Mirror of Justice

A blog dedicated to the development of Catholic legal theory.

Friday, June 13, 2008

Robert Miller's response

Robert Miller responds to Michael Perry's critique of his testimony on SSM as follows:

I thank Michael Perry for his comments on my testimony before the Pennsylvania Senate re S.B. 1250, a proposed amendment to the state constitution that would limit marriages to unions of one man and one woman.

First, I agree with Professor Perry that, given my arguments in the testimony, the best solution would be an amendment that strips the courts of the power to decide the same-sex marriage issue and leaves the issue to the normal legislative process. I would happily vote for such an amendment. In fact, however, the political realities in Pennsylvania are such that if the legislature approves any amendment to the Pennsylvania constitution, it’s very likely to be in the form of S.B. 1250. Hence, for practical purposes, it’s S.B. 1250 or nothing. Since, as I argued in the testimony, the issue is very likely to be constitutionalized one way or another by the courts, if there is to be a genuine public debate on this issue and a democratic resolution, the only practical option is S.B. 1250.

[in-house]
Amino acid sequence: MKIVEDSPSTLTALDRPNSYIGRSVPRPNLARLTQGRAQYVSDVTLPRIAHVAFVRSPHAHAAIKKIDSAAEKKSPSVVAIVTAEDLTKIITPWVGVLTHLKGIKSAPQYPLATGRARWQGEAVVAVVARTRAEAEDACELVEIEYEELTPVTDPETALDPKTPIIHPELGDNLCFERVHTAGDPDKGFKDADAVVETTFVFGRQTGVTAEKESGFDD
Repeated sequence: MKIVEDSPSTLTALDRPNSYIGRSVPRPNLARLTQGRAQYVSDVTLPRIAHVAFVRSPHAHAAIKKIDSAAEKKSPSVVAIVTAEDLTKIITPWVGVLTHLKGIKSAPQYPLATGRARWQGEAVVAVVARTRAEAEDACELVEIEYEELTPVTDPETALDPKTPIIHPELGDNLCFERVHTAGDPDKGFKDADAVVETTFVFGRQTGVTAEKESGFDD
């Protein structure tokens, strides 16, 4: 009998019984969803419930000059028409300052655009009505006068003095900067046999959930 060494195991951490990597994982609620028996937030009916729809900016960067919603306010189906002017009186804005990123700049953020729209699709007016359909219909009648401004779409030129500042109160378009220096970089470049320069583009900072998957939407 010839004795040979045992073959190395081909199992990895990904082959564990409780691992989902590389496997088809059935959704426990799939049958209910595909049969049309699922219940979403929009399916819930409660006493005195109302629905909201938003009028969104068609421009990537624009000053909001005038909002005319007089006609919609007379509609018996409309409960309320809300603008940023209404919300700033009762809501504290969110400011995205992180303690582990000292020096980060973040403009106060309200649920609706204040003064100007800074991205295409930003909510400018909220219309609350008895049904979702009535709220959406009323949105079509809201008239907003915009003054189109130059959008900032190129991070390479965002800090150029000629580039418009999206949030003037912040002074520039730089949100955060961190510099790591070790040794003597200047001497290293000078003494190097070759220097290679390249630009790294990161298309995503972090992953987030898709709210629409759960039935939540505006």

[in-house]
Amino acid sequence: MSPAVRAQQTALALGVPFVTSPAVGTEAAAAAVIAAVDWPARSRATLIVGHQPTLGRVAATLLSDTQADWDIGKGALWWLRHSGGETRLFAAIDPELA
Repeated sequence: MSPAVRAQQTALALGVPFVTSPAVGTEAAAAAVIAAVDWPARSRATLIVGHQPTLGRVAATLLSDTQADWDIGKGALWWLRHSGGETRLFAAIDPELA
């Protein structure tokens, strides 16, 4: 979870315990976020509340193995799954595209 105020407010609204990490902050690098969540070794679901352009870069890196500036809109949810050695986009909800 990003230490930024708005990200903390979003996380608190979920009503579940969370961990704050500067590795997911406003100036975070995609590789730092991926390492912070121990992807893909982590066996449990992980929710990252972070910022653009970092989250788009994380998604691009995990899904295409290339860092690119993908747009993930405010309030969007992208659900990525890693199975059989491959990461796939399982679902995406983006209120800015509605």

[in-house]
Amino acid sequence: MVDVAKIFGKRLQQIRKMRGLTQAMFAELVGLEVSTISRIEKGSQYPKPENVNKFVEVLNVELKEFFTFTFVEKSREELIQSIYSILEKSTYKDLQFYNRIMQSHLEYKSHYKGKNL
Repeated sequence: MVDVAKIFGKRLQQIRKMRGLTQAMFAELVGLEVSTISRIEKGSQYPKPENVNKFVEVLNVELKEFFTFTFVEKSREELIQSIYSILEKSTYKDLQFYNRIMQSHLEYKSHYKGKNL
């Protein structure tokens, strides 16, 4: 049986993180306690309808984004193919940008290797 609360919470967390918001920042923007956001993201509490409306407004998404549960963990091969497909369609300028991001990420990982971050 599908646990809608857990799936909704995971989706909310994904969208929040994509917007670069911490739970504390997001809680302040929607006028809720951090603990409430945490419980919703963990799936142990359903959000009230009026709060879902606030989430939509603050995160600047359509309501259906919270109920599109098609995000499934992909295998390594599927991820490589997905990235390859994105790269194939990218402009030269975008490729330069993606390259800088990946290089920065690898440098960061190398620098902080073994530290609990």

Second, when I said that a decision by the Pennsylvania Supreme Court that the state constitution does not require same-sex marriages or civil unions would “for all practical purposes” have “roughly” the same effect as the passage of the proposed amendment, every word there counts. I was not speaking of *legal* purposes. Professor Perry is obviously right that S.B. 1250, but not a decision of the supreme court, would disable the legislature from creating same-sex marriages or civil unions in future. I said as much myself about S.B. 1250. But, as I expressly said, in the language Professor Perry quotes, I was speaking not about legal effects but “practical purposes.” I meant, that is, that given such a decision from the Pennsylvania supreme court and given too the political realities in Pennsylvania, there would be little chance in the foreseeable future of the state changing its laws from the status quo, i.e., no same-sex marriages and no civil unions. That statement, I still think, is correct.


Vischer, Rob | Permalink

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